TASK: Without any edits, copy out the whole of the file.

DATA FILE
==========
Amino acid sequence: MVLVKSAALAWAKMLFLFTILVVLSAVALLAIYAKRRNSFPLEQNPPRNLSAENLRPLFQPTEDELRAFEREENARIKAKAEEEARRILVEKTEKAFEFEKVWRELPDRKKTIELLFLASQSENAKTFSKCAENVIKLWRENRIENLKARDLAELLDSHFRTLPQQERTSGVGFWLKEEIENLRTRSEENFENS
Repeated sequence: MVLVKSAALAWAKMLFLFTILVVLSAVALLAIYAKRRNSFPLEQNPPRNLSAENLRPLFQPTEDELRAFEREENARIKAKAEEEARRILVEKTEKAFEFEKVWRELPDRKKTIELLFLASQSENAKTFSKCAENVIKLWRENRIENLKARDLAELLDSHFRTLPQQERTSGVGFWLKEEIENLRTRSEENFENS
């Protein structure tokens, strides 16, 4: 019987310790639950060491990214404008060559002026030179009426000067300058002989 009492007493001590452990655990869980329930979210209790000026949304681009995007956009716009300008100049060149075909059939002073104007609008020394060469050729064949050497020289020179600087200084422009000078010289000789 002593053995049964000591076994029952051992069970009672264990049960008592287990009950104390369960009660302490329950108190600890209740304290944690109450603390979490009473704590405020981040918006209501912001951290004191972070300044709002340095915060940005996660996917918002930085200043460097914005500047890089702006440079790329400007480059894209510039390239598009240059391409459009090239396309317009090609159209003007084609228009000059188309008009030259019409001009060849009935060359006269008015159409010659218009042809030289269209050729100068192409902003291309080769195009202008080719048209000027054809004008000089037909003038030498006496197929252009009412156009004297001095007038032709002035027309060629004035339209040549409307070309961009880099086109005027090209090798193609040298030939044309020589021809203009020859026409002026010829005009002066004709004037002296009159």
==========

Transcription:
Amino acid sequence: MVLVKSAALAWAKMLFLFTILVVLSAVALLAIYAKRRNSFPLEQNPPRNLSAENLRPLFQPTEDELRAFEREENARIKAKAEEEARRILVEKTEKAFEFEKVWRELPDRKKTIELLFLASQSENAKTFSKCAENVIKLWRENRIENLKARDLAELLDSHFRTLPQQERTSGVGFWLKEEIENLRTRSEENFENS
Repeated sequence: MVLVKSAALAWAKMLFLFTILVVLSAVALLAIYAKRRNSFPLEQNPPRNLSAENLRPLFQPTEDELRAFEREENARIKAKAEEEARRILVEKTEKAFEFEKVWRELPDRKKTIELLFLASQSENAKTFSKCAENVIKLWRENRIENLKARDLAELLDSHFRTLPQQERTSGVGFWLKEEIENLRTRSEENFENS
């Protein structure tokens, strides 16, 4: 019987310790639950060491990214404008060559002026030179009426000067300058002989 009492007493001590452990655990869980329930979210209790000026949304681009995007956009716009300008100049060149075909059939002073104007609008020394060469050729064949050497020289020179600087200084422009000078010289000789 002593053995049964000591076994029952051992069970009672264990049960008592287990009950104390369960009660302490329950108190600890209740304290944690109450603390979490009473704590405020981040918006209501912001951290004191972070300044709002340095915060940005996660996917918002930085200043460097914005500047890089702006440079790329400007480059894209510039390239598009240059391409459009090239396309317009090609159209003007084609228009000059188309008009030259019409001009060849009935060359006269008015159409010659218009042809030289269209050729100068192409902003291309080769195009202008080719048209000027054809004008000089037909003038030498006496197929252009009412156009004297001095007038032709002035027309060629004035339209040549409307070309961009880099086109005027090209090798193609040298030939044309020589021809203009020859026409002026010829005009002066004709004037002296009159």